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On Sept. 18, President Joe Biden declared on “60 Minutes” that the COVID-19 pandemic is over, saying, “We still have a problem with COVID. We’re still doing a lot of work on it … but the pandemic is over. If you notice, no one’s wearing masks. Everybody seems to be in pretty good shape.

Biden’s comments caught many people in the public health community off guard, including the president’s own health officials. Based on the formal epidemiological definition, a pandemic is “an epidemic occurring worldwide, or over a very wide area, crossing international boundaries and usually affecting a large number of people.”

The United States and world have largely returned to normal, with people going to school and work maskless and attending crowded sports games and concerts. However, based on the data, the COVID-19 pandemic is not over. Dr. Anthony Fauci, the Chief Medical Advisor to the president, said Tuesday that the world is not done with the COVID-19 pandemic. Not only was Biden’s statement blatantly false, but it was exceptionally poorly timed considering that COVID-19 situation is worsening in the United State. As we transition from summer into winter, when COVID-19 has historically been most destructive, the president should have been more tactful.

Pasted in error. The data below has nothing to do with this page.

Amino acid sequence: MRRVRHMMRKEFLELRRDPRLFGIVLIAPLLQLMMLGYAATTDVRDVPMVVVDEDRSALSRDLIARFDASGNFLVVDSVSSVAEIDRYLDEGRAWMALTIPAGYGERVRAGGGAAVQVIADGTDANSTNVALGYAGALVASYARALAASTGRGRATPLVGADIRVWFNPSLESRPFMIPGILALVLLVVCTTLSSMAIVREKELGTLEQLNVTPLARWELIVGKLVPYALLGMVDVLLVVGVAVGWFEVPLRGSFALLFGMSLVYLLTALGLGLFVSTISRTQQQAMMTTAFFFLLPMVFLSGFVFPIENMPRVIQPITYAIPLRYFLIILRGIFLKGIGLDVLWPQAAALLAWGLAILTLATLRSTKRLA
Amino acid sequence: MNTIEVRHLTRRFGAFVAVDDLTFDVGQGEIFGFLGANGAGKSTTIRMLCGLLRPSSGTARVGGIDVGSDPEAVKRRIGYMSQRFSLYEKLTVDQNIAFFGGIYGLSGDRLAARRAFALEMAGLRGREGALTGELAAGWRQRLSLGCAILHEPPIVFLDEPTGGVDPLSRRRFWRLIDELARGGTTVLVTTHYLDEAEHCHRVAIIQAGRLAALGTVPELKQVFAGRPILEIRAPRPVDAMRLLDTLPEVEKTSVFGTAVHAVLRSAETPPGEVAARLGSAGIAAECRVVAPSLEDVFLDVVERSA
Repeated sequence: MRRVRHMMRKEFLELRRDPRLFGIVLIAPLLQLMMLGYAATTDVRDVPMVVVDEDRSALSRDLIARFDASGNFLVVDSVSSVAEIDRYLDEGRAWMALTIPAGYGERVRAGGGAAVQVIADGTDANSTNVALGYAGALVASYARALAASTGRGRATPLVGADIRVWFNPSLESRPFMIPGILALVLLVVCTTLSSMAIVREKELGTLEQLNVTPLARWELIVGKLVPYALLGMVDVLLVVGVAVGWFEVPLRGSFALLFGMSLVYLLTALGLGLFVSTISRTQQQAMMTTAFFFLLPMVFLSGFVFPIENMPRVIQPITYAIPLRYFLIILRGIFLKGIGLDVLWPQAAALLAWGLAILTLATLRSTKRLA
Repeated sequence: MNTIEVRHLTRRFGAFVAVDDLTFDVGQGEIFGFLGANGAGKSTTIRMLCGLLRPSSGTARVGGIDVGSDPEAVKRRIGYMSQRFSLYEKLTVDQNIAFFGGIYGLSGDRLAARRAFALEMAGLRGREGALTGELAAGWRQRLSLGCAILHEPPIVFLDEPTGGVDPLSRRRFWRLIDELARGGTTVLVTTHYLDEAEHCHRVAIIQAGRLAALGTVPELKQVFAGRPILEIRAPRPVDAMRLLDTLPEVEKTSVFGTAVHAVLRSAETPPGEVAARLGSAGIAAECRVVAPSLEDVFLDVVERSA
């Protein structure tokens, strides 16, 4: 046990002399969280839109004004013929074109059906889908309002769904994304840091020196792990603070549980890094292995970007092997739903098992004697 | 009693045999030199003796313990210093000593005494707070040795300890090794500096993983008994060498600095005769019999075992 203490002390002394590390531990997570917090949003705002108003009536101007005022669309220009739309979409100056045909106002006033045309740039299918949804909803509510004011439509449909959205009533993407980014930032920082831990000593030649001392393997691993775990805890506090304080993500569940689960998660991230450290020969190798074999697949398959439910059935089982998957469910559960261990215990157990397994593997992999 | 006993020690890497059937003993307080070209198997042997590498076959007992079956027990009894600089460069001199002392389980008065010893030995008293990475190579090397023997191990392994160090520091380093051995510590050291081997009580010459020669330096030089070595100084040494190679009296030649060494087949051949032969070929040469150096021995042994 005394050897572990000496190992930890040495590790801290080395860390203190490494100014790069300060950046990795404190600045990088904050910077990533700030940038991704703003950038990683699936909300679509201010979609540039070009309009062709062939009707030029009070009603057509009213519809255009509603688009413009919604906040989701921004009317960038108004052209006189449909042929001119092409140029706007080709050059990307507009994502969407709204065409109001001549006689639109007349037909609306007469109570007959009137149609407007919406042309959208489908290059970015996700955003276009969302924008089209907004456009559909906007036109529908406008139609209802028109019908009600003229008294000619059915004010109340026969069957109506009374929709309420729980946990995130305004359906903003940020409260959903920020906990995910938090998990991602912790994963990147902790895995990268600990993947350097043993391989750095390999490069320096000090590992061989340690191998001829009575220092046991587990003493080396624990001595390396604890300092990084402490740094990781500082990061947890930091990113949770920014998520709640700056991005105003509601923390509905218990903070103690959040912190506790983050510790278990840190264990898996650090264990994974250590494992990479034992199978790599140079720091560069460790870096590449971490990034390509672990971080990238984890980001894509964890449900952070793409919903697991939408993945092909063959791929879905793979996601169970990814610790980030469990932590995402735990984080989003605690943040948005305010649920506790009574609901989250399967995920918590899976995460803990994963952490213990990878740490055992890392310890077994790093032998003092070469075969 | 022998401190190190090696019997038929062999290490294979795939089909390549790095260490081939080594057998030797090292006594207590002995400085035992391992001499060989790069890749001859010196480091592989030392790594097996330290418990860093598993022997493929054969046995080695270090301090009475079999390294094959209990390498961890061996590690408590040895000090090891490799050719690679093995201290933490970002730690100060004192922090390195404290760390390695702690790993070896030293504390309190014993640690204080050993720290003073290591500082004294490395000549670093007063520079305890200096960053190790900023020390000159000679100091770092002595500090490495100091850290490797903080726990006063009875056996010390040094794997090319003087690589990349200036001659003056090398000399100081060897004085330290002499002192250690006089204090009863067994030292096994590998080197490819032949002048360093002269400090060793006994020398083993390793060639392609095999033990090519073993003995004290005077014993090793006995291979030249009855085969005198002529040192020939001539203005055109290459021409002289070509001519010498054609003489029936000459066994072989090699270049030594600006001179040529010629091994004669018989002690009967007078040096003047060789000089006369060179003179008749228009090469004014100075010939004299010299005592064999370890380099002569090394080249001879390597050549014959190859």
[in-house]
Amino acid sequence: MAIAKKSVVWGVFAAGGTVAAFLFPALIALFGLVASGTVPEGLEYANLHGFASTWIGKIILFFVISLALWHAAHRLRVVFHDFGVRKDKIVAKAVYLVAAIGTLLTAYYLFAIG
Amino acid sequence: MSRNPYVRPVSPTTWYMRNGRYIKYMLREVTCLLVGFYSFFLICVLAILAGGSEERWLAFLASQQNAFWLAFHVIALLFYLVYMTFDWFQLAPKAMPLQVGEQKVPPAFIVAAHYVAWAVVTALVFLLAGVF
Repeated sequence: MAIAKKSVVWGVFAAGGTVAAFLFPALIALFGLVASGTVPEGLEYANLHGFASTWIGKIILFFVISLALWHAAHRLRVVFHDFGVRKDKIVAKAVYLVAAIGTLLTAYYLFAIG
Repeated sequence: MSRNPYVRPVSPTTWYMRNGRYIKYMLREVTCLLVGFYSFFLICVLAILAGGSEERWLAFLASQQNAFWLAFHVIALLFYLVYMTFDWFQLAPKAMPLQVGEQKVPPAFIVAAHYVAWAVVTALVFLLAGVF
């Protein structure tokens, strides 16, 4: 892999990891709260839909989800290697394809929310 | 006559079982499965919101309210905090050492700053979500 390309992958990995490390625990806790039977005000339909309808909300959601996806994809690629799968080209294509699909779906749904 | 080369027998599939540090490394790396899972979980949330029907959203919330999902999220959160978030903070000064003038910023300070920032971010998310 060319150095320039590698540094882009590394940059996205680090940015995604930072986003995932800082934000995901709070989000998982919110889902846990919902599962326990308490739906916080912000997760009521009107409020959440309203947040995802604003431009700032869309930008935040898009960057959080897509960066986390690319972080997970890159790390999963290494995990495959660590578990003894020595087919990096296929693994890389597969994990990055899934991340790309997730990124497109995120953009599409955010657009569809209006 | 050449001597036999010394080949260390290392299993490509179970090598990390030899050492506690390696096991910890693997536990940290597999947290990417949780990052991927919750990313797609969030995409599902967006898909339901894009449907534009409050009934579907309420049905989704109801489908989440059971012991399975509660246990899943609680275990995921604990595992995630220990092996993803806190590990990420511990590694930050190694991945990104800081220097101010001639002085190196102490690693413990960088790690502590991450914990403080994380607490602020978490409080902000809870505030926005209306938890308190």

In addition to the fact that the COVID-19 virus is still a pandemic, there are several political reasons why Biden should not have stated that the pandemic is over. One reason that Biden’s announcement was politically unwise is that the Biden administration is currently working on securing $22.4 billion in COVID-19 funding to stockpile tests and vaccines, support research into the virus, and study the global vaccine response. 

Republicans already pushed back against the request in March, asking how the previous trillions of dollars in COVID-19 funding were spent, which forced the White House to pause a program that would distribute tests to many American homes. The U.S. also had to reduce the importation and production of COVID-19 vaccines and treatments, which could seriously harm the country’s ability to distribute those goods. The lack of funding also delays further research into new COVID-19 vaccines, which could lead to a weakened ability to respond to a new variant.